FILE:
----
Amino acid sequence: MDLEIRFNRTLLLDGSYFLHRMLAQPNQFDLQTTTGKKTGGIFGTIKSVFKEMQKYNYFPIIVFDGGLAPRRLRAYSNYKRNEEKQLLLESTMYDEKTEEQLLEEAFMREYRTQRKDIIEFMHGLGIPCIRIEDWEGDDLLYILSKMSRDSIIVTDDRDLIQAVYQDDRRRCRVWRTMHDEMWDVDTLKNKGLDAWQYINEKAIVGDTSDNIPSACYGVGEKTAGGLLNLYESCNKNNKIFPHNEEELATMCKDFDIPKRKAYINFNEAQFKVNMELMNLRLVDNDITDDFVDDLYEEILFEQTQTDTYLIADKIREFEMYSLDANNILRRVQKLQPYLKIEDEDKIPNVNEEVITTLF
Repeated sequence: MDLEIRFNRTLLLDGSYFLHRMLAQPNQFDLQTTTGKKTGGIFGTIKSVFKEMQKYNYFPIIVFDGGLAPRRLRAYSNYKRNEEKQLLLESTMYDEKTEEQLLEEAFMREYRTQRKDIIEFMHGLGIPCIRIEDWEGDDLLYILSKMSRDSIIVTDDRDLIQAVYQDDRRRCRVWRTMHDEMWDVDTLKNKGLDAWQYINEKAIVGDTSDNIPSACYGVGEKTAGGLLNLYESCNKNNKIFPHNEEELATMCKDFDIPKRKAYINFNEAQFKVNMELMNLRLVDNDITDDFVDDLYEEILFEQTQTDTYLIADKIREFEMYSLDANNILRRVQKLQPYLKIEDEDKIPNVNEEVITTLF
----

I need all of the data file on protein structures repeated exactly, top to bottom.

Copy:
Amino acid sequence: MDLEIRFNRTLLLDGSYFLHRMLAQPNQFDLQTTTGKKTGGIFGTIKSVFKEMQKYNYFPIIVFDGGLAPRRLRAYSNYKRNEEKQLLLESTMYDEKTEEQLLEEAFMREYRTQRKDIIEFMHGLGIPCIRIEDWEGDDLLYILSKMSRDSIIVTDDRDLIQAVYQDDRRRCRVWRTMHDEMWDVDTLKNKGLDAWQYINEKAIVGDTSDNIPSACYGVGEKTAGGLLNLYESCNKNNKIFPHNEEELATMCKDFDIPKRKAYINFNEAQFKVNMELMNLRLVDNDITDDFVDDLYEEILFEQTQTDTYLIADKIREFEMYSLDANNILRRVQKLQPYLKIEDEDKIPNVNEEVITTLF
Repeated sequence: MDLEIRFNRTLLLDGSYFLHRMLAQPNQFDLQTTTGKKTGGIFGTIKSVFKEMQKYNYFPIIVFDGGLAPRRLRAYSNYKRNEEKQLLLESTMYDEKTEEQLLEEAFMREYRTQRKDIIEFMHGLGIPCIRIEDWEGDDLLYILSKMSRDSIIVTDDRDLIQAVYQDDRRRCRVWRTMHDEMWDVDTLKNKGLDAWQYINEKAIVGDTSDNIPSACYGVGEKTAGGLLNLYESCNKNNKIFPHNEEELATMCKDFDIPKRKAYINFNEAQFKVNMELMNLRLVDNDITDDFVDDLYEEILFEQTQTDTYLIADKIREFEMYSLDANNILRRVQKLQPYLKIEDEDKIPNVNEEVITTLF